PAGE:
Role of Small Intestinal Bacterial Overgrowth and Helicobacter pylori Infection in Chronic Spontaneous Urticaria: A Prospective Analysis
Anna Campanati, Rosaria Gesuita, Melania Giannoni, Francesca Piraccini, Lucia Sandroni, Emanuela Martina, Luca Conocchiari, Emanuele Bendia, Antonio Di Sario, Annamaria Offidani
The aim of this study is to assess the associations between chronic spontaneous urticaria (CSU), Helicobacter pylori infection and small intestinal bacterial overgrowth. Forty-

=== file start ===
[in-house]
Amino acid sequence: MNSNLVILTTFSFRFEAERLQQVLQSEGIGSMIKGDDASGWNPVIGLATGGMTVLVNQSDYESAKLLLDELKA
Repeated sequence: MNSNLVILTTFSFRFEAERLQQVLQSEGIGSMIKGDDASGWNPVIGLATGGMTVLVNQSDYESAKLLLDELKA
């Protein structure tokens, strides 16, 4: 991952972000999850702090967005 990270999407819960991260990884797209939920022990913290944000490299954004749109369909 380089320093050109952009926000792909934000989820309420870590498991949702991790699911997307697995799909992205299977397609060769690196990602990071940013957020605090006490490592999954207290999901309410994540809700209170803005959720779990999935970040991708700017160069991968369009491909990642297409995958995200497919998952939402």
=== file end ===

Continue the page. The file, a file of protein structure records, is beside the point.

eight patients with CSU were studied by scoring the urticaria activity and assesing the quality of life. Patients with H. pylori infection (n=11) or small intestinal bacterial overgrowth (n=13) were specifically treated for one week and clinically evaluated both before and 4 weeks after the eradication therapy. Eradication of H. pylori infection led to a significant improvement in CSU (p<0.002). In contrast, eradication of small intestinal bacterial overgrowth was not associated with any clinical improvement in CSU, despite the fact that these patients had statistically significant more urticaria activity at baseline. Thus there is no evidence to support the eradication of small intestinal bacterial overgrowth in CSU, but eradication of H. pylori infection may result in an improvement of the disease.